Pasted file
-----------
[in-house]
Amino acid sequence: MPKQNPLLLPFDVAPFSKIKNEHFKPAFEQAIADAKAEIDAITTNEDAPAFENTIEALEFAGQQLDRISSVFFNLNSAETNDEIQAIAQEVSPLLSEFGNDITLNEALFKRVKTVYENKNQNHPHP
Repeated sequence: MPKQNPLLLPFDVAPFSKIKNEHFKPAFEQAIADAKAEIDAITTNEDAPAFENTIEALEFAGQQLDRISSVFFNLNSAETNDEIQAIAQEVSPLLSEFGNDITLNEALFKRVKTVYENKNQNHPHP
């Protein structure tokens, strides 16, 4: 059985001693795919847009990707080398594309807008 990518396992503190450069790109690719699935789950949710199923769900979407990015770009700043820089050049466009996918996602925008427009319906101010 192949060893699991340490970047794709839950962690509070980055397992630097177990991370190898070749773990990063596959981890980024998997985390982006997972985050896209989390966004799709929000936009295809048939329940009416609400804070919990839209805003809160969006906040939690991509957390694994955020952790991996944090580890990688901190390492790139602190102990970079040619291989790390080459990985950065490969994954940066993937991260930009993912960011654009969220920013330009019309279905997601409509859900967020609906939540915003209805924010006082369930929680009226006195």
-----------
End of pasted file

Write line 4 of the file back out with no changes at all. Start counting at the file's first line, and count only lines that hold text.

């Protein structure tokens, strides 16, 4: 059985001693795919847009990707080398594309807008 990518396992503190450069790109690719699935789950949710199923769900979407990015770009700043820089050049466009996918996602925008427009319906101010 192949060893699991340490970047794709839950962690509070980055397992630097177990991370190898070749773990990063596959981890980024998997985390982006997972985050896209989390966004799709929000936009295809048939329940009416609400804070919990839209805003809160969006906040939690991509957390694994955020952790991996944090580890990688901190390492790139602190102990970079040619291989790390080459990985950065490969994954940066993937991260930009993912960011654009969220920013330009019309279905997601409509859900967020609906939540915003209805924010006082369930929680009226006195």